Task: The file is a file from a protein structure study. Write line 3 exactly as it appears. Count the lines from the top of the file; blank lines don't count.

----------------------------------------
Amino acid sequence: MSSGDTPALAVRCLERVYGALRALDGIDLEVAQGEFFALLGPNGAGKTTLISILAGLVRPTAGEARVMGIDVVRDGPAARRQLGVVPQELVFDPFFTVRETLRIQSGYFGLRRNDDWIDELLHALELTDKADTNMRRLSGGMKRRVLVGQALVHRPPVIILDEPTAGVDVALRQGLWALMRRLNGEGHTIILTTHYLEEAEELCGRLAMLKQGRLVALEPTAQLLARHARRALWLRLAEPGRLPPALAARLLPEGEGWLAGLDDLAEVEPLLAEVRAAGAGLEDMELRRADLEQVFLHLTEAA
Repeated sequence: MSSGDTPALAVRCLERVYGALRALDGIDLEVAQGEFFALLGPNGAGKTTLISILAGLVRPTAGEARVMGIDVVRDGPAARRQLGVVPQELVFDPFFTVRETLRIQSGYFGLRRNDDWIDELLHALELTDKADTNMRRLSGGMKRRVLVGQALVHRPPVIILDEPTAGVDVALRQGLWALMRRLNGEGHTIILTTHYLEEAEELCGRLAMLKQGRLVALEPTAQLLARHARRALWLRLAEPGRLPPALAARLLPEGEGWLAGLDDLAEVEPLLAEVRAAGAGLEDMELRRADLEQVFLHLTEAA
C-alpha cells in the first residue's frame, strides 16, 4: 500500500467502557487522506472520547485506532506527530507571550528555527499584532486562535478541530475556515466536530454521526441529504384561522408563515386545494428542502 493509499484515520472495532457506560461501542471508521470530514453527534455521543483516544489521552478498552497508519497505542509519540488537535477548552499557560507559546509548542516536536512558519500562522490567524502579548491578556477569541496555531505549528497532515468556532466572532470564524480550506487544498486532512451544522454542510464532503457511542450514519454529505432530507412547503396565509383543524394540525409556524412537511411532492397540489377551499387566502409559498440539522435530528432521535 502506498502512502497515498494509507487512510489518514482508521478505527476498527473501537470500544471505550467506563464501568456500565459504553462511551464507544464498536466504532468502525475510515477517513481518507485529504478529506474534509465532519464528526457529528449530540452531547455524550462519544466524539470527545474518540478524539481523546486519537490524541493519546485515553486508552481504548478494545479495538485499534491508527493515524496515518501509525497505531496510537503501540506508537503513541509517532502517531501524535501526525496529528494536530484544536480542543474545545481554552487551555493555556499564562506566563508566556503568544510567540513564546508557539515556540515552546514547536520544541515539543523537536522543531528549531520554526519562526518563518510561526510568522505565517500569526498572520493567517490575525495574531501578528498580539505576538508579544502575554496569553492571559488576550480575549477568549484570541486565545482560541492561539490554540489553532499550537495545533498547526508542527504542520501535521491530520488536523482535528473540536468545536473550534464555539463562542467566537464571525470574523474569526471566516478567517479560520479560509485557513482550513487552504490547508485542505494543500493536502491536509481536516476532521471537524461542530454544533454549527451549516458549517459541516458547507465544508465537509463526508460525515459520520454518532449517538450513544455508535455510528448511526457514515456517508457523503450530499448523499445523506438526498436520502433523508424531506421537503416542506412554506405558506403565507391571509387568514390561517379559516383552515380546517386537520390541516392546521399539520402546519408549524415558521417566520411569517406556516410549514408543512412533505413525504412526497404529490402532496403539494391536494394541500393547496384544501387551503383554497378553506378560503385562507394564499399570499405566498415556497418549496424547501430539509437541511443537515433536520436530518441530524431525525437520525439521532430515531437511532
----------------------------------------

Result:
C-alpha cells in the first residue's frame, strides 16, 4: 500500500467502557487522506472520547485506532506527530507571550528555527499584532486562535478541530475556515466536530454521526441529504384561522408563515386545494428542502 493509499484515520472495532457506560461501542471508521470530514453527534455521543483516544489521552478498552497508519497505542509519540488537535477548552499557560507559546509548542516536536512558519500562522490567524502579548491578556477569541496555531505549528497532515468556532466572532470564524480550506487544498486532512451544522454542510464532503457511542450514519454529505432530507412547503396565509383543524394540525409556524412537511411532492397540489377551499387566502409559498440539522435530528432521535 502506498502512502497515498494509507487512510489518514482508521478505527476498527473501537470500544471505550467506563464501568456500565459504553462511551464507544464498536466504532468502525475510515477517513481518507485529504478529506474534509465532519464528526457529528449530540452531547455524550462519544466524539470527545474518540478524539481523546486519537490524541493519546485515553486508552481504548478494545479495538485499534491508527493515524496515518501509525497505531496510537503501540506508537503513541509517532502517531501524535501526525496529528494536530484544536480542543474545545481554552487551555493555556499564562506566563508566556503568544510567540513564546508557539515556540515552546514547536520544541515539543523537536522543531528549531520554526519562526518563518510561526510568522505565517500569526498572520493567517490575525495574531501578528498580539505576538508579544502575554496569553492571559488576550480575549477568549484570541486565545482560541492561539490554540489553532499550537495545533498547526508542527504542520501535521491530520488536523482535528473540536468545536473550534464555539463562542467566537464571525470574523474569526471566516478567517479560520479560509485557513482550513487552504490547508485542505494543500493536502491536509481536516476532521471537524461542530454544533454549527451549516458549517459541516458547507465544508465537509463526508460525515459520520454518532449517538450513544455508535455510528448511526457514515456517508457523503450530499448523499445523506438526498436520502433523508424531506421537503416542506412554506405558506403565507391571509387568514390561517379559516383552515380546517386537520390541516392546521399539520402546519408549524415558521417566520411569517406556516410549514408543512412533505413525504412526497404529490402532496403539494391536494394541500393547496384544501387551503383554497378553506378560503385562507394564499399570499405566498415556497418549496424547501430539509437541511443537515433536520436530518441530524431525525437520525439521532430515531437511532